Harry and Meghan have placed the Queen in an impossible position

10 January 2020

2:20 AM

10 January 2020

2:20 AM

In the Queen’s Christmas message, she observed that 2019 had “felt quite bumpy” at times. Her implication was that a new year could well bring happier, more stable times. Unfortunately for Her Majesty, it isn’t how 2020 is panning out.

The pseudo abdication of the Duke and Duchess of Sussex from the Royal Family, just in time for the early evening TV news yesterday, will come as a bitter personal blow to the Queen. It also presents the monarchy with a problem that may come to dwarf even the terrible ongoing publicity about Prince Andrew’s friendship with the late Jeffrey Epstein.

Harry and Meghan’s announcement came, we are told, despite the Queen not having been given prior notice of their intentions. It presents Her Majesty with a truly unenviable choice. If she allows the Sussexes to keep their royal titles then everything they say or do in their new, freewheeling and globetrotting ventures will reflect directly upon how the monarchy is perceived.

This isn’t great news for Prince Charles, the ever-patient heir to the throne. The Duke and Duchess of Cambridge will be particularly acutely affected too. Today is the Duchess’s birthday. But this isn’t the first time Harry and Meghan have upstaged their fellow royal. The couple’s notorious ITV interview with Tom Bradby, in which Harry admitted he and his brother were on ‘different paths’, came smack in the middle of an overseas tour by William and Kate, playing havoc with a carefully prepared royal media grid.

As a grandmother, the Queen will know this is simply not fair on William as he prepares himself for his royal destiny. As a daughter, she will remember witnessing the difficulties posed by the impossibly glamorous Duke and Duchess of Windsor for her own father. And she will remember hearing, too, her mother’s determination to freeze them out for the sake of the King.

So the option doesn’t really exist for Her Majesty to follow the path of not taking sides or of hoping it will all blow over. Her primary allegiance is to the Crown and to her subjects. So she has far less scope than most of us to indulge immaturity or impulsiveness among younger family members.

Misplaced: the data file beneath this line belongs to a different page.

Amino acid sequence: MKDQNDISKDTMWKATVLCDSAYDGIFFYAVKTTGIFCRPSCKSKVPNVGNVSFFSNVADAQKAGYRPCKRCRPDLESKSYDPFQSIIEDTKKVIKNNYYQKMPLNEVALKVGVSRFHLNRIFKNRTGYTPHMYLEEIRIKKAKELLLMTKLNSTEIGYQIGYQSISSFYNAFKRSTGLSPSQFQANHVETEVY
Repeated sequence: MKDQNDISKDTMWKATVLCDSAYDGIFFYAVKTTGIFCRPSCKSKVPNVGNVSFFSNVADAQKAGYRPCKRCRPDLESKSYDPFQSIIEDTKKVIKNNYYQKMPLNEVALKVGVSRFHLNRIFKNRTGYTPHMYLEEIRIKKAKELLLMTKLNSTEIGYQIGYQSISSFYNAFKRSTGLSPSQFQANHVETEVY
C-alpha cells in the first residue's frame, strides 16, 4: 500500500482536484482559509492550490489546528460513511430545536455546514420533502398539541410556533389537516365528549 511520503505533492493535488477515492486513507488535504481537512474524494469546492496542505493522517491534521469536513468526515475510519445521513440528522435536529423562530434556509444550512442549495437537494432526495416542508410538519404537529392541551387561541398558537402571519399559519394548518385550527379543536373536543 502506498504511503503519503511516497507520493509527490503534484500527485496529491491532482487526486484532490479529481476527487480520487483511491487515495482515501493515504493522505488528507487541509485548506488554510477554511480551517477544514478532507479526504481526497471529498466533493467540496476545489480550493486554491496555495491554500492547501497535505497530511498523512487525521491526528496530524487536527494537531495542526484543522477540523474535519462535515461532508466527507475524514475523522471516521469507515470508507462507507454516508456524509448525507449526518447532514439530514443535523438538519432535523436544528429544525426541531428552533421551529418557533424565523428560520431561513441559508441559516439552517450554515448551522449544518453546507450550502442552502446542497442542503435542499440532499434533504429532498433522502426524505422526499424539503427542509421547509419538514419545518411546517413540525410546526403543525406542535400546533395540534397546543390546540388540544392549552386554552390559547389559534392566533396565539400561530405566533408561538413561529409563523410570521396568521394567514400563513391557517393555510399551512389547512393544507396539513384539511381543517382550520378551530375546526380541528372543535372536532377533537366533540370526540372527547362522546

Margaret Thatcher famously said of Cabinet reshuffles that a prime minister had to know how to “carve the joint”. For a monarch, this observation must at times apply not to the greasy pole climbers of politics, but to family members.

The Queen will no doubt seek to fashion a stable compromise solution with Harry and his wife. But if they are unwilling to acknowledge their places in a strictly hierarchical institution to which they owe unflinching loyalty, then a very tough decision beckons.

With Andrew far from out of the woods over the Epstein affair, the potential for squalls in 2020 is at least as high as it was during 2019.

The Duke of Edinburgh is now 98 and the Queen is 93. It is a terrible shame that, as she approaches her Platinum Jubilee in 2022 – a moment surely intended for pure celebration of a monumental personal achievement – it is now likely Her Majesty’s life will be dogged by family woes.

One hopes she finds comfort in knowing things could be much worse. In terms of the direct line of succession, the monarchy is particularly well placed. Charles seems a much less tortured soul than he did as a younger man and is clearly ready for the top job. William and Kate are a magnificent success. They have dealt with the demands of their positions with almost faultless grace and maturity.

The photograph released at Christmas of Her Majesty with Princes Charles, William and George conveyed a powerful truth: that while the extended royal family is very large, the core royal family is small. And there seems to be no weak link in the chain.

The Queen herself can reflect too that she is almost universally revered, being held in high regard even by convinced republicans. She has set a wonderful example of public service and maintained the esteem of the monarchy in a democratic age. Despite her own difficulties with expressing emotion in public, I think it fair to say she is generally even loved by her subjects, who have come to appreciate a true heart.

Were other mid-ranking royals in possession of even a fraction of her wisdom and humility then storm clouds would not be overhead at all. The Queen will get the job done. But it is intensely sad to see her family members put her in such a difficult position.

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